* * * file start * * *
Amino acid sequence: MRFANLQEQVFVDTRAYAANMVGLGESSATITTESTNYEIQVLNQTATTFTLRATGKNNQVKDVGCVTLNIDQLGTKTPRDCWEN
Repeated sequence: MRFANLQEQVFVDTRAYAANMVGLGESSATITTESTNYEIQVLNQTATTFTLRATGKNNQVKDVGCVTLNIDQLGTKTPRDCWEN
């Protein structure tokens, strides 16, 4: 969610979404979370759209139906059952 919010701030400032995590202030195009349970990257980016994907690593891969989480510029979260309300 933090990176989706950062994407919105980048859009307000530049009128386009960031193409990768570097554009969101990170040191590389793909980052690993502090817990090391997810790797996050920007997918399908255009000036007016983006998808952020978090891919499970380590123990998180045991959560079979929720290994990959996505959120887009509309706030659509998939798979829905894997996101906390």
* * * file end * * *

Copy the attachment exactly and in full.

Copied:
Amino acid sequence: MRFANLQEQVFVDTRAYAANMVGLGESSATITTESTNYEIQVLNQTATTFTLRATGKNNQVKDVGCVTLNIDQLGTKTPRDCWEN
Repeated sequence: MRFANLQEQVFVDTRAYAANMVGLGESSATITTESTNYEIQVLNQTATTFTLRATGKNNQVKDVGCVTLNIDQLGTKTPRDCWEN
């Protein structure tokens, strides 16, 4: 969610979404979370759209139906059952 919010701030400032995590202030195009349970990257980016994907690593891969989480510029979260309300 933090990176989706950062994407919105980048859009307000530049009128386009960031193409990768570097554009969101990170040191590389793909980052690993502090817990090391997810790797996050920007997918399908255009000036007016983006998808952020978090891919499970380590123990998180045991959560079979929720290994990959996505959120887009509309706030659509998939798979829905894997996101906390």